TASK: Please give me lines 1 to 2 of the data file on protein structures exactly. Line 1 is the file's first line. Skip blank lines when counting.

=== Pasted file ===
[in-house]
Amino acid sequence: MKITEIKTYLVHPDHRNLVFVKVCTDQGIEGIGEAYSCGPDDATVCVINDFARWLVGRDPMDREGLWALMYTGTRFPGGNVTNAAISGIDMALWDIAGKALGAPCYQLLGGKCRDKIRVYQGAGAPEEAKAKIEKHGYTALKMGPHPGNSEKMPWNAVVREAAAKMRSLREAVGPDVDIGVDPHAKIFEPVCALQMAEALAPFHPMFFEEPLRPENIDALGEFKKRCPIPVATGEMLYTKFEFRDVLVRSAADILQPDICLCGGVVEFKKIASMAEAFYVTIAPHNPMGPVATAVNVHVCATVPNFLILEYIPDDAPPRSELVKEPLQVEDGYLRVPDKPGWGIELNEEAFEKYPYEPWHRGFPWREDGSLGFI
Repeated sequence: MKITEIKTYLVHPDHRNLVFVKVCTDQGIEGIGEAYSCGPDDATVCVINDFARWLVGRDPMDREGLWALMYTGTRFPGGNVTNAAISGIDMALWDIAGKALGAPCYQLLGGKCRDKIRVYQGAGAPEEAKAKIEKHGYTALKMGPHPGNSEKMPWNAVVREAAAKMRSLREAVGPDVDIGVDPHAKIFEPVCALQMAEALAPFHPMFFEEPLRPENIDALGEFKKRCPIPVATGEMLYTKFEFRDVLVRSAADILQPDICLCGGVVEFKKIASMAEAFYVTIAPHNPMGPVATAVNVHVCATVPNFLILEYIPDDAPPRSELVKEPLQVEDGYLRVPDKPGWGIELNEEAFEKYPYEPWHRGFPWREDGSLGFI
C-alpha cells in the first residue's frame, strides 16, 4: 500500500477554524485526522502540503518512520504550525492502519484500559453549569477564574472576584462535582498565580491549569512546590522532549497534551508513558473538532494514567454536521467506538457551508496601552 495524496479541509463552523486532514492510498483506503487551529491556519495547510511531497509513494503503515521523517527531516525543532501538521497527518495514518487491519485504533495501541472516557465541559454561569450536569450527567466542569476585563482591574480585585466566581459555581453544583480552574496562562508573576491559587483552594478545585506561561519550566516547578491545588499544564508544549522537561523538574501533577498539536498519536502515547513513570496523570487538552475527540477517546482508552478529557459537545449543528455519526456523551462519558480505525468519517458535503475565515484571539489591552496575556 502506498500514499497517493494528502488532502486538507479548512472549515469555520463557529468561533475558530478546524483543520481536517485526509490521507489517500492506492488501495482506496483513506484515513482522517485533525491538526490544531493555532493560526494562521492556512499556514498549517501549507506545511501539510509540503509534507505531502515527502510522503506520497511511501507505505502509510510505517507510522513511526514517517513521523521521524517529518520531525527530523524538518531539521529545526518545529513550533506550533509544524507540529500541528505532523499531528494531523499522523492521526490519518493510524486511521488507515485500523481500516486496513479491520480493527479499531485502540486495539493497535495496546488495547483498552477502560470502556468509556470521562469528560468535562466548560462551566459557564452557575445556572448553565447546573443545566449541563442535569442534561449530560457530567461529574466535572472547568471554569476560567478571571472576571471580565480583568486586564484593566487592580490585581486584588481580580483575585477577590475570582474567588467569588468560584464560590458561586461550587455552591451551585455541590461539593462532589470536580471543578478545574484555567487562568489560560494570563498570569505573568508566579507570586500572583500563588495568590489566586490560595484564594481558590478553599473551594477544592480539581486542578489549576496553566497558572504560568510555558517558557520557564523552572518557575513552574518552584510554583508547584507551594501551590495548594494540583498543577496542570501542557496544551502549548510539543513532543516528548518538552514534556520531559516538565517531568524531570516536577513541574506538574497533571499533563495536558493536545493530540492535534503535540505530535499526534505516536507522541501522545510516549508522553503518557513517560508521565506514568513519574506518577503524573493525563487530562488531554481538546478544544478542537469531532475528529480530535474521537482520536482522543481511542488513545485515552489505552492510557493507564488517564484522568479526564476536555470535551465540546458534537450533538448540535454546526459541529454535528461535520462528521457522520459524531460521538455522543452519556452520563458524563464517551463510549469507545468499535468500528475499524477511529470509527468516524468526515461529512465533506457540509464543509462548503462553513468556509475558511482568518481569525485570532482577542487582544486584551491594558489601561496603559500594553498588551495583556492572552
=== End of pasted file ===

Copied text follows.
[in-house]
Amino acid sequence: MKITEIKTYLVHPDHRNLVFVKVCTDQGIEGIGEAYSCGPDDATVCVINDFARWLVGRDPMDREGLWALMYTGTRFPGGNVTNAAISGIDMALWDIAGKALGAPCYQLLGGKCRDKIRVYQGAGAPEEAKAKIEKHGYTALKMGPHPGNSEKMPWNAVVREAAAKMRSLREAVGPDVDIGVDPHAKIFEPVCALQMAEALAPFHPMFFEEPLRPENIDALGEFKKRCPIPVATGEMLYTKFEFRDVLVRSAADILQPDICLCGGVVEFKKIASMAEAFYVTIAPHNPMGPVATAVNVHVCATVPNFLILEYIPDDAPPRSELVKEPLQVEDGYLRVPDKPGWGIELNEEAFEKYPYEPWHRGFPWREDGSLGFI